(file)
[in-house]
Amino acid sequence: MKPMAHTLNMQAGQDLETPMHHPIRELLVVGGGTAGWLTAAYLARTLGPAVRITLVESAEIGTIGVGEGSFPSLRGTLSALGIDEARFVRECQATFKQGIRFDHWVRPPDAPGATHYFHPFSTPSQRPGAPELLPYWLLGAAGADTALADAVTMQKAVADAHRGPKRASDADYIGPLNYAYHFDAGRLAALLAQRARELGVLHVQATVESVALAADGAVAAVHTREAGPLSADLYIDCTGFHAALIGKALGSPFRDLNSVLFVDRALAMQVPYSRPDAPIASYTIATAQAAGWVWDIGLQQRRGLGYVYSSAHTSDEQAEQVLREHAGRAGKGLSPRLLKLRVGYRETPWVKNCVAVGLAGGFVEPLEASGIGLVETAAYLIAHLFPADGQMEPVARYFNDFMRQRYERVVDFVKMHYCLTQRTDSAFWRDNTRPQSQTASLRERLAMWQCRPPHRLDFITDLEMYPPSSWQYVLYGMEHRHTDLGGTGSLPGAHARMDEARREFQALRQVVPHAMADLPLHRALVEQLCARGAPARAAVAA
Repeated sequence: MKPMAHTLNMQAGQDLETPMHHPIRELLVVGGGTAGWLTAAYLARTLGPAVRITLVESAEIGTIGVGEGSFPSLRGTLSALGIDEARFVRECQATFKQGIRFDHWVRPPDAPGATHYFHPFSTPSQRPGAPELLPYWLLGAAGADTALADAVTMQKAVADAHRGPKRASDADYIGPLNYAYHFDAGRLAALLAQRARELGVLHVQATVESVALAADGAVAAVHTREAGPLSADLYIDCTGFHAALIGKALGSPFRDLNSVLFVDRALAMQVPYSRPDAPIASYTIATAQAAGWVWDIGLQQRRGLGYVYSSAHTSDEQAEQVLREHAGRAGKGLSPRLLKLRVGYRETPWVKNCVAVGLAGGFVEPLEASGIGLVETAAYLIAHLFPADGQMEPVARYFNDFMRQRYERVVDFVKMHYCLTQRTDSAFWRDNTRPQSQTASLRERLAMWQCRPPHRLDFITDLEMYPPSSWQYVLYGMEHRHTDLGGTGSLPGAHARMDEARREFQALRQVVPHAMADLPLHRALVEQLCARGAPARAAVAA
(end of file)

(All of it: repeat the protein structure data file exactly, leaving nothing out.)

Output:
[in-house]
Amino acid sequence: MKPMAHTLNMQAGQDLETPMHHPIRELLVVGGGTAGWLTAAYLARTLGPAVRITLVESAEIGTIGVGEGSFPSLRGTLSALGIDEARFVRECQATFKQGIRFDHWVRPPDAPGATHYFHPFSTPSQRPGAPELLPYWLLGAAGADTALADAVTMQKAVADAHRGPKRASDADYIGPLNYAYHFDAGRLAALLAQRARELGVLHVQATVESVALAADGAVAAVHTREAGPLSADLYIDCTGFHAALIGKALGSPFRDLNSVLFVDRALAMQVPYSRPDAPIASYTIATAQAAGWVWDIGLQQRRGLGYVYSSAHTSDEQAEQVLREHAGRAGKGLSPRLLKLRVGYRETPWVKNCVAVGLAGGFVEPLEASGIGLVETAAYLIAHLFPADGQMEPVARYFNDFMRQRYERVVDFVKMHYCLTQRTDSAFWRDNTRPQSQTASLRERLAMWQCRPPHRLDFITDLEMYPPSSWQYVLYGMEHRHTDLGGTGSLPGAHARMDEARREFQALRQVVPHAMADLPLHRALVEQLCARGAPARAAVAA
Repeated sequence: MKPMAHTLNMQAGQDLETPMHHPIRELLVVGGGTAGWLTAAYLARTLGPAVRITLVESAEIGTIGVGEGSFPSLRGTLSALGIDEARFVRECQATFKQGIRFDHWVRPPDAPGATHYFHPFSTPSQRPGAPELLPYWLLGAAGADTALADAVTMQKAVADAHRGPKRASDADYIGPLNYAYHFDAGRLAALLAQRARELGVLHVQATVESVALAADGAVAAVHTREAGPLSADLYIDCTGFHAALIGKALGSPFRDLNSVLFVDRALAMQVPYSRPDAPIASYTIATAQAAGWVWDIGLQQRRGLGYVYSSAHTSDEQAEQVLREHAGRAGKGLSPRLLKLRVGYRETPWVKNCVAVGLAGGFVEPLEASGIGLVETAAYLIAHLFPADGQMEPVARYFNDFMRQRYERVVDFVKMHYCLTQRTDSAFWRDNTRPQSQTASLRERLAMWQCRPPHRLDFITDLEMYPPSSWQYVLYGMEHRHTDLGGTGSLPGAHARMDEARREFQALRQVVPHAMADLPLHRALVEQLCARGAPARAAVAA